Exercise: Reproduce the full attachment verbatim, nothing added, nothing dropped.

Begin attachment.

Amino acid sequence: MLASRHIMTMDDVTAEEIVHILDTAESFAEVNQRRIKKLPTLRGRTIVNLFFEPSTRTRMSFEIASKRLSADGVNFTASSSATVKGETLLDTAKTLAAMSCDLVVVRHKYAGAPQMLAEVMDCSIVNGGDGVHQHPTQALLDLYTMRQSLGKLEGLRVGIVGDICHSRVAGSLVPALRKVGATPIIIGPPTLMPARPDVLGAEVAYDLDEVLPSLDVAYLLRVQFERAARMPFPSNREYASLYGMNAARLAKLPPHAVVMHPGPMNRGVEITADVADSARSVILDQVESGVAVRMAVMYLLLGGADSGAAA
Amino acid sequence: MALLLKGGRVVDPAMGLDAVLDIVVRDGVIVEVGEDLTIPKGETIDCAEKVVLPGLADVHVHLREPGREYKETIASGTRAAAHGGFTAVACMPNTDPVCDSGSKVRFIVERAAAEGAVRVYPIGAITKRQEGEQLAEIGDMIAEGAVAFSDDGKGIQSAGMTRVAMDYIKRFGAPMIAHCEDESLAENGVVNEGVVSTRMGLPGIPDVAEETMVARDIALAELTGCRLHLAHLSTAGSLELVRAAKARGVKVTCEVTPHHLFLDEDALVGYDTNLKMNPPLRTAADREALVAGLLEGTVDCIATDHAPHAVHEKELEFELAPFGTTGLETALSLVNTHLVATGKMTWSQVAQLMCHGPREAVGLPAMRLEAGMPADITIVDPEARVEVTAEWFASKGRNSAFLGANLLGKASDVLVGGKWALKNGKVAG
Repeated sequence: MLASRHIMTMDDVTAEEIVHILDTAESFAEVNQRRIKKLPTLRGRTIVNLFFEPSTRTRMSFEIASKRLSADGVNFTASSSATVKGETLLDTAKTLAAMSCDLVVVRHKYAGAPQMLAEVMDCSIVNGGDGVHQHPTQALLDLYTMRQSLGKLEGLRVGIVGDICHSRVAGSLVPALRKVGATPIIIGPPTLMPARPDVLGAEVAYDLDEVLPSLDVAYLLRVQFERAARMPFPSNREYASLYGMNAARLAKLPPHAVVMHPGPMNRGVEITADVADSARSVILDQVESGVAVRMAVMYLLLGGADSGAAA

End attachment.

Amino acid sequence: MLASRHIMTMDDVTAEEIVHILDTAESFAEVNQRRIKKLPTLRGRTIVNLFFEPSTRTRMSFEIASKRLSADGVNFTASSSATVKGETLLDTAKTLAAMSCDLVVVRHKYAGAPQMLAEVMDCSIVNGGDGVHQHPTQALLDLYTMRQSLGKLEGLRVGIVGDICHSRVAGSLVPALRKVGATPIIIGPPTLMPARPDVLGAEVAYDLDEVLPSLDVAYLLRVQFERAARMPFPSNREYASLYGMNAARLAKLPPHAVVMHPGPMNRGVEITADVADSARSVILDQVESGVAVRMAVMYLLLGGADSGAAA
Amino acid sequence: MALLLKGGRVVDPAMGLDAVLDIVVRDGVIVEVGEDLTIPKGETIDCAEKVVLPGLADVHVHLREPGREYKETIASGTRAAAHGGFTAVACMPNTDPVCDSGSKVRFIVERAAAEGAVRVYPIGAITKRQEGEQLAEIGDMIAEGAVAFSDDGKGIQSAGMTRVAMDYIKRFGAPMIAHCEDESLAENGVVNEGVVSTRMGLPGIPDVAEETMVARDIALAELTGCRLHLAHLSTAGSLELVRAAKARGVKVTCEVTPHHLFLDEDALVGYDTNLKMNPPLRTAADREALVAGLLEGTVDCIATDHAPHAVHEKELEFELAPFGTTGLETALSLVNTHLVATGKMTWSQVAQLMCHGPREAVGLPAMRLEAGMPADITIVDPEARVEVTAEWFASKGRNSAFLGANLLGKASDVLVGGKWALKNGKVAG
Repeated sequence: MLASRHIMTMDDVTAEEIVHILDTAESFAEVNQRRIKKLPTLRGRTIVNLFFEPSTRTRMSFEIASKRLSADGVNFTASSSATVKGETLLDTAKTLAAMSCDLVVVRHKYAGAPQMLAEVMDCSIVNGGDGVHQHPTQALLDLYTMRQSLGKLEGLRVGIVGDICHSRVAGSLVPALRKVGATPIIIGPPTLMPARPDVLGAEVAYDLDEVLPSLDVAYLLRVQFERAARMPFPSNREYASLYGMNAARLAKLPPHAVVMHPGPMNRGVEITADVADSARSVILDQVESGVAVRMAVMYLLLGGADSGAAA